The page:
Councillors knock back donors' preference for Auckland Domain or Western Springs
An $8 million traditional walled Chinese garden planned for Auckland has become a political headache instead of a place of spiritual escape.
The Auckland Chinese Garden Steering Committee's preferred sites of the Domain or Western Springs have been knocked back by the Auckland City Council.
The steering committee is made up of 12 prominent Chinese representatives and is co-chaired by architect Ron Sang and community leader Kai Luey.
The council's arts, culture and recreation committee likes the idea of a central 3000sq m to 4000sq m Chinese garden on park land, just not at the duck pond area in the Domain or at Western Springs.
Gaining resource consent for the Domain, an archaeological and geological site of significance, is considered extremely problematic. Western Springs is thought to be too heavily used informally and for events such as Pasifika.
On the recommendation of open space planner Joseph Zou, the councillors have suggested a site on the 4.5ha headland park at the Tank Farm that is still 10 to 15 years away; a 2700sq m site in Cook St, bought by the council in 2008 and leased to Placemakers; or the western side of Victoria Park once the tunnel to widen the Northern Motorway bottleneck is completed by 2013.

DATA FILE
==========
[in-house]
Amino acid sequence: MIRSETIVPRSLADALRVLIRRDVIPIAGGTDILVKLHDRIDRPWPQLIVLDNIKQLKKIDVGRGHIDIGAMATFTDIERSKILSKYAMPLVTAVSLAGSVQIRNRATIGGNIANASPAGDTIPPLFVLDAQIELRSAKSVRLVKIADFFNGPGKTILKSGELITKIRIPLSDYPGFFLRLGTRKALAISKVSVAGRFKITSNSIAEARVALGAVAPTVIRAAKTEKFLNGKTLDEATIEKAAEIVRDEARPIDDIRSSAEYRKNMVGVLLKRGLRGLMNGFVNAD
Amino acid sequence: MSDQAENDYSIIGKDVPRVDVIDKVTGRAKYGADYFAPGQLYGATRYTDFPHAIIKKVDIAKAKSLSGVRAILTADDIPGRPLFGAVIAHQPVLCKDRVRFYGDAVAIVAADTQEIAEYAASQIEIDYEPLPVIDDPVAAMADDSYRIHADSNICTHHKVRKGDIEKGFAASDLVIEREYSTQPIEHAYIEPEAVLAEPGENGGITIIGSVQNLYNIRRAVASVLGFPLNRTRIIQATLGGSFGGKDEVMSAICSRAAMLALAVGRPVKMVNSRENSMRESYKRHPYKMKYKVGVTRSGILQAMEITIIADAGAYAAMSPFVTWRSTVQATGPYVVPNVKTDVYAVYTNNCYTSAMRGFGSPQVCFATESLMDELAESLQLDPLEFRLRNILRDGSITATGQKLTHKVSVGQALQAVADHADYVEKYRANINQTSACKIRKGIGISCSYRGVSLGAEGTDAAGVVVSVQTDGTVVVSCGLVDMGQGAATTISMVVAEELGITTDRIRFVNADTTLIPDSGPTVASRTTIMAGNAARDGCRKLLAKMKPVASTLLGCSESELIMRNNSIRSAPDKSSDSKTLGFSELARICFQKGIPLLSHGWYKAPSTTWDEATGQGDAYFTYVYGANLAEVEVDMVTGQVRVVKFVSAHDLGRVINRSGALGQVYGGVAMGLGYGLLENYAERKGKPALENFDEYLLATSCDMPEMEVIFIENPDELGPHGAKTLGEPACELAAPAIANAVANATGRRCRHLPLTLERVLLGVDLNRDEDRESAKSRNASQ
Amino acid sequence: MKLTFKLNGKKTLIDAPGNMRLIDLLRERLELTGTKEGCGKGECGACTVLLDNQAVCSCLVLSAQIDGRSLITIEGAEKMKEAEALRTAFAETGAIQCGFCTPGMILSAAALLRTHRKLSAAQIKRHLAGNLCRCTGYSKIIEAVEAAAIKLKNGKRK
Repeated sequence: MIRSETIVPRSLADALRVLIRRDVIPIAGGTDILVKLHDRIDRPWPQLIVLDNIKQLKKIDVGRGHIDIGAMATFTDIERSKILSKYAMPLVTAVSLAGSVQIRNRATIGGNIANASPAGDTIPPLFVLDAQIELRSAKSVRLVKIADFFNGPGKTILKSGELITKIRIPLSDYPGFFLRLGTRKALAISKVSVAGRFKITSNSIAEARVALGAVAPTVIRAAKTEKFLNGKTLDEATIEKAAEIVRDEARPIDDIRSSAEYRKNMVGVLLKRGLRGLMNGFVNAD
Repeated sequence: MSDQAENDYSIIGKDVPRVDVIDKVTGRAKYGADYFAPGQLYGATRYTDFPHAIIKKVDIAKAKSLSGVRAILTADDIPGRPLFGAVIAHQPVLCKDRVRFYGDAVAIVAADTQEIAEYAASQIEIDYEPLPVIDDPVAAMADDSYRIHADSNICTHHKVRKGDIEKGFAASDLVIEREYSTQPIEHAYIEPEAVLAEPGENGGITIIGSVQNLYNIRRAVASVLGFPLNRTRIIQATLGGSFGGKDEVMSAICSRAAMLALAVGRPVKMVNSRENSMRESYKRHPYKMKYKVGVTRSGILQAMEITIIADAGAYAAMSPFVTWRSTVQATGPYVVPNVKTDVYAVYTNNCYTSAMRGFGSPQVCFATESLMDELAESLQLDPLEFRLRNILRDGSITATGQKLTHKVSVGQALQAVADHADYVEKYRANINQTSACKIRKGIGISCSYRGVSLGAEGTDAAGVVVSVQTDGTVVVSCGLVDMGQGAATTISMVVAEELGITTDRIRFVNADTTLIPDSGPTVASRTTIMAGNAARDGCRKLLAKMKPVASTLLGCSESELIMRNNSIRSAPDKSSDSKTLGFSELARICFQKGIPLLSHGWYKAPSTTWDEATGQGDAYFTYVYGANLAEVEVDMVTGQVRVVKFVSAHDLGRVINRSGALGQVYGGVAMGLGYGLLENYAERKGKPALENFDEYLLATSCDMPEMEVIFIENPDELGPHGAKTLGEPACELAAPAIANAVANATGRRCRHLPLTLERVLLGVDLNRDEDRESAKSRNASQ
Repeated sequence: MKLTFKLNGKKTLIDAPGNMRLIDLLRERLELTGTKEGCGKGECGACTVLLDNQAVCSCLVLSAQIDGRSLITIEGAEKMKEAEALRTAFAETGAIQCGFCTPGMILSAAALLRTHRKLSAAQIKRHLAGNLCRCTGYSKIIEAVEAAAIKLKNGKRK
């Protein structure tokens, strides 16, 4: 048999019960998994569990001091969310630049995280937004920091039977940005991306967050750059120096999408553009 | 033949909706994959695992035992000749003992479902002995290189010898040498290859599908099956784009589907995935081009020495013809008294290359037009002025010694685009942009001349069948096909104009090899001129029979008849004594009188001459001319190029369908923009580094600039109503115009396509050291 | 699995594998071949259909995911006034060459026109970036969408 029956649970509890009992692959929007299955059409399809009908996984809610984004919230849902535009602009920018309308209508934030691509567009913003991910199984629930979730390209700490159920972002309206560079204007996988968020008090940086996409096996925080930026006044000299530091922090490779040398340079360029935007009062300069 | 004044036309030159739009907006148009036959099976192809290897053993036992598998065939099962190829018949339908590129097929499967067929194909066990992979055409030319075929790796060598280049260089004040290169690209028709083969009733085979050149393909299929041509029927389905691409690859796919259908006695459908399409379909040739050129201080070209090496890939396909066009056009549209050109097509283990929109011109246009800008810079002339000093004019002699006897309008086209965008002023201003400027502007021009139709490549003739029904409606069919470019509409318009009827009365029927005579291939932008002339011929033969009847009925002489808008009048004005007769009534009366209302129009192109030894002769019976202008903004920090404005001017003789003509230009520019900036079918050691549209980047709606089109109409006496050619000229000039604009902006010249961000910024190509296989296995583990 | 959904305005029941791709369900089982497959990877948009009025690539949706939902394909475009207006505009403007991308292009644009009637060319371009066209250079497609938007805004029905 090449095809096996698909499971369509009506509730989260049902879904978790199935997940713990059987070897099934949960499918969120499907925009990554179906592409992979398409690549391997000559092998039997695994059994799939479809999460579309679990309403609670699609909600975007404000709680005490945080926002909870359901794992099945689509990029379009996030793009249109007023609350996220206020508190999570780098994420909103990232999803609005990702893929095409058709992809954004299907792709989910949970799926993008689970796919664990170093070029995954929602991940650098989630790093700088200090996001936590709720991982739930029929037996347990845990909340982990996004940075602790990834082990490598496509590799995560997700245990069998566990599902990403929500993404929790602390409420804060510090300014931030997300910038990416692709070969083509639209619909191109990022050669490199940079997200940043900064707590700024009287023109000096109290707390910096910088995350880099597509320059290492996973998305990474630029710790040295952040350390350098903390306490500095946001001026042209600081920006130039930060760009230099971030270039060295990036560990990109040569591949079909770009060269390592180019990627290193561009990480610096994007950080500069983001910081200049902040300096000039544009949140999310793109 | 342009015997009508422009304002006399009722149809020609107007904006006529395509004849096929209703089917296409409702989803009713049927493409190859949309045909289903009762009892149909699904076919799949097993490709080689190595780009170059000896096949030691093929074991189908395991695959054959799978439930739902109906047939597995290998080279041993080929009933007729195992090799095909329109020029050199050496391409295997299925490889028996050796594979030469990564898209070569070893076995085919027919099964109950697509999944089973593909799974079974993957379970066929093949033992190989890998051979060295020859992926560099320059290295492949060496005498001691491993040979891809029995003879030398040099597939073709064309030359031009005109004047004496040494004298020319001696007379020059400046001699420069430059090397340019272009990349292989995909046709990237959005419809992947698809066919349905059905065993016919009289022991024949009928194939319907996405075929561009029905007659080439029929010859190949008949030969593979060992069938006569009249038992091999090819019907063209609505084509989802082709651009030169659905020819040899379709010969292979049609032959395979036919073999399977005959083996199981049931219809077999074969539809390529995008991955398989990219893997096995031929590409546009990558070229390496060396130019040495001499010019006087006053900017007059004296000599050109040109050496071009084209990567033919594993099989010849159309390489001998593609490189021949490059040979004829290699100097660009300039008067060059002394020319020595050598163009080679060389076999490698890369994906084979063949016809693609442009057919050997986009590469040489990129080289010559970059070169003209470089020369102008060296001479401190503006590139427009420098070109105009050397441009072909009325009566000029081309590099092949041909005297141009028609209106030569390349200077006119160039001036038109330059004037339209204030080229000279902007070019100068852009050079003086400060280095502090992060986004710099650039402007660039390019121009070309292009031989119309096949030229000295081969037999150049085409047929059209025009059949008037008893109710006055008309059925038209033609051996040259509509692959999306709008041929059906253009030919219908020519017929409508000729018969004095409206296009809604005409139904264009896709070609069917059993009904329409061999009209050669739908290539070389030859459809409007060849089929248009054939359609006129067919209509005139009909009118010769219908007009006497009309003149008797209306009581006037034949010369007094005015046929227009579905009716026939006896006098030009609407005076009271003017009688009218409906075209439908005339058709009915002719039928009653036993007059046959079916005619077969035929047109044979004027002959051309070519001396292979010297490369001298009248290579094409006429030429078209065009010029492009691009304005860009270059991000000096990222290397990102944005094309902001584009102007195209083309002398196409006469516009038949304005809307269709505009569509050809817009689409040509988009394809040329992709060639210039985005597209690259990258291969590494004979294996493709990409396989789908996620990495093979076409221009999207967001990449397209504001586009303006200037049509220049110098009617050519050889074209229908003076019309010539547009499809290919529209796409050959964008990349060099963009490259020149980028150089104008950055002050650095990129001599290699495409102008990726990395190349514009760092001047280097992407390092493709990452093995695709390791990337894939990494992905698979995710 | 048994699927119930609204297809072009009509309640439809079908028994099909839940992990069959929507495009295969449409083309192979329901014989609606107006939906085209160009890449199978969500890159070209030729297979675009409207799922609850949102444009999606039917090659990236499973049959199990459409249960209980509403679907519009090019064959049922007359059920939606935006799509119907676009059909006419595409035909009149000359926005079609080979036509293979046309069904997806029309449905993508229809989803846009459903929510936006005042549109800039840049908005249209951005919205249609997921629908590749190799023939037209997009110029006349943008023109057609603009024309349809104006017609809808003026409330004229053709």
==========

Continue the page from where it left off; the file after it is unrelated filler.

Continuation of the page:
Mr Sang said support from Auckland's 110,000-strong Chinese community for a garden had been excellent, but the council had given the steering committee something it was not happy about.
"I don't want to go to all this effort and find they give me a site that is not very good."
Mr Sang said the committee would consider the council's position and get back to it. "Anything to do with the council takes time."
The project, he said, would probably require five years of fundraising and three years of construction. A preliminary budget of $8 million includes $1 million from the Chinese community, $1 million from local government, $4 million from central Government, $1 million from community trusts and $1 million from Auckland City's sister city in China, Guangzhou, and overseas Chinese.
It is envisaged the garden would be on a similar scale to the Dunedin Chinese Garden, which opened last year to commemorate the contribution of Chinese people to the city, from the days of the Central Otago gold rush in the 1860s.
The Dunedin garden, covering 2500sq m and costing $7 million, was designed as a late Ming/early Ching scholar's garden, largely prefabricated in Shanghai and reassembled on site. It is centred on a large lake surrounded by several structures with an elaborate archway and 4m perimeter wall.
4:00 AM Wednesday Dec 23, 2009 By Bernard Orsman http://www.nzherald.co.nz/arts/news/article.cfm?c_id=544&objectid=10617126